I must admit that when I saw the news about Apple releasing a version of its Safari browser for Windows, I wondered why the hell anyone would care, unless they happened to be Apple devotees who wanted a familiar browser to use on a Windows box. After all, if you want an alternative to Microsoft’s Internet Exploder 7 (and who doesn’t), there’s always Firefox, and it does lots of things that Safari doesn’t, such as supporting plugins. And then after reading more about it, I realized — like Stan Schroeder and Scott Karp — that it is a kind of Trojan Horse, designed to enable developers to work on apps for the iPhone, etc. and thereby become a kind of platform for future Apple widgets and software. Smart.
For what it’s worth, I think Safari is cool and everything — although it has a kind of retro feel to me for some reason — but I will echo the comments of several people who say it looks kind of fuzzy. For my money, Microsoft’s ClearType makes a huge difference when it comes to readability of fonts — particularly at high resolutions — which is why I’m not a big fan of most Linux installs either.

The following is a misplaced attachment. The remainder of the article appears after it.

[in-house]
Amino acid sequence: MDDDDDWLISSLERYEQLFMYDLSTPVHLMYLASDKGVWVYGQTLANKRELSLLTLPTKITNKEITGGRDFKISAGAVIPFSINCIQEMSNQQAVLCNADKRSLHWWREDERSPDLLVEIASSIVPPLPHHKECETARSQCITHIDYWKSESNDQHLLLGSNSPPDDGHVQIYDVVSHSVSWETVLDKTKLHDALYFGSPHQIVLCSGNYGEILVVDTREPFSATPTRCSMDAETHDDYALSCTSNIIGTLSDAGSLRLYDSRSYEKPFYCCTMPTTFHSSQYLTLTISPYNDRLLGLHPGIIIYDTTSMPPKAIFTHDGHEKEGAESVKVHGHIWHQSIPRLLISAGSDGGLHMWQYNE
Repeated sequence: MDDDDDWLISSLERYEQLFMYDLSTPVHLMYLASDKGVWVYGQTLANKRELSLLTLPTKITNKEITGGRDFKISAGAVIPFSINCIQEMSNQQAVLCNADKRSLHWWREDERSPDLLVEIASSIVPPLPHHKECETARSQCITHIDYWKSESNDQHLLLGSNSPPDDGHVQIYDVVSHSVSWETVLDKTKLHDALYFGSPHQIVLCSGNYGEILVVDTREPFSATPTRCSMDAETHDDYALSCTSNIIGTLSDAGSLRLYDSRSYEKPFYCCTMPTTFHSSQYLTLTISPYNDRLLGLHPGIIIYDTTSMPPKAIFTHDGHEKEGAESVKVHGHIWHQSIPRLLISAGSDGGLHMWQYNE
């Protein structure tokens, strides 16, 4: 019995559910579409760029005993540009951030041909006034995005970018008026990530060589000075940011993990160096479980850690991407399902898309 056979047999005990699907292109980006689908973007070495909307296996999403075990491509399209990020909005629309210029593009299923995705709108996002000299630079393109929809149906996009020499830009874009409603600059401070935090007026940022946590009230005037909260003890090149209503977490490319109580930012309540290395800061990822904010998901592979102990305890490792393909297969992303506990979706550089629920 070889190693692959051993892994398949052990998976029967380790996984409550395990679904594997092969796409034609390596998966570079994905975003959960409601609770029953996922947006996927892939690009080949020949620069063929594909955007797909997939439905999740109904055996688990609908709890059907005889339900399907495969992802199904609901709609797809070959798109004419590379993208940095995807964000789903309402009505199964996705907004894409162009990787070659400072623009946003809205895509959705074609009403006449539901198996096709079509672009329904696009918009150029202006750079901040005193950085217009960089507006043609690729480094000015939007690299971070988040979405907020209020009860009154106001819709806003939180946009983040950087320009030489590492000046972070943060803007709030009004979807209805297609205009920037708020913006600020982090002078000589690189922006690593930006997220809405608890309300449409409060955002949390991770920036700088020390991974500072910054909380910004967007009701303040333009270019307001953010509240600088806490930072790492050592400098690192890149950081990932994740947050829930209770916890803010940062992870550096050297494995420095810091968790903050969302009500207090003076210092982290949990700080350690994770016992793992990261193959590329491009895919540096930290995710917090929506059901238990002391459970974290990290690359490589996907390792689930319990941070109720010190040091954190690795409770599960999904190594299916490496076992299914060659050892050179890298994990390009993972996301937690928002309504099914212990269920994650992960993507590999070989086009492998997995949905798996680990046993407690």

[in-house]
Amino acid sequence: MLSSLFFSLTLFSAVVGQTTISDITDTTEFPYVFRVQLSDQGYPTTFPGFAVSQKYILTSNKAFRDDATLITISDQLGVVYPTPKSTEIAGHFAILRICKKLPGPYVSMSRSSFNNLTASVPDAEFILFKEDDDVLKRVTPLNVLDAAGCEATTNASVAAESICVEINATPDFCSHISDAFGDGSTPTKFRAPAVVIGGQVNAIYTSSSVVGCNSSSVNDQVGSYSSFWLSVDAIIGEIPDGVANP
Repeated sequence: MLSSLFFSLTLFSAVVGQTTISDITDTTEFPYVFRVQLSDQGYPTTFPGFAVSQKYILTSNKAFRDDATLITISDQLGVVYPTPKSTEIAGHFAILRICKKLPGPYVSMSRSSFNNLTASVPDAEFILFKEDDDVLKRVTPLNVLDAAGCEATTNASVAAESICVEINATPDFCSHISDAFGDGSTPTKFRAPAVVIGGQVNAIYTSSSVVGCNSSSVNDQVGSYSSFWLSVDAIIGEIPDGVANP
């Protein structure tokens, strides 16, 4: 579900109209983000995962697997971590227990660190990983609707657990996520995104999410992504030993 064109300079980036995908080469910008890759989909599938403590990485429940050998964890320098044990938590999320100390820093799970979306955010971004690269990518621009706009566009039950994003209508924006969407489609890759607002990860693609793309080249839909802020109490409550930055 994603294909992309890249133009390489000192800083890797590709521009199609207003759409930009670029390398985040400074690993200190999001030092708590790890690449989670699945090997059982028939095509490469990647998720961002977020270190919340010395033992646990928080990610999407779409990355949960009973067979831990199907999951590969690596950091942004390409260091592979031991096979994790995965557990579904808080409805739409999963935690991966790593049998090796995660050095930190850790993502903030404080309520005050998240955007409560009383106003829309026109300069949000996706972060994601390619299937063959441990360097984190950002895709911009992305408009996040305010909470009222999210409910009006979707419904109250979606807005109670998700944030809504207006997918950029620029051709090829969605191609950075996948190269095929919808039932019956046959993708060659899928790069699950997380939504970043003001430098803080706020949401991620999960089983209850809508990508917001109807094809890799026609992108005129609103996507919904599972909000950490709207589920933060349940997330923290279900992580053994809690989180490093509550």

But I have to say that Safari moves pretty fast when loading pages. And in my totally unscientific tests, it used substantially less memory than Firefox and somewhat less than Flock, but not as little as Explorer (which if I recall cheats a little when it comes to RAM usage). Still, I have to agree with Leander Kahney of Wired’s Cult of Mac blog — as a user, why would I bother with Safari?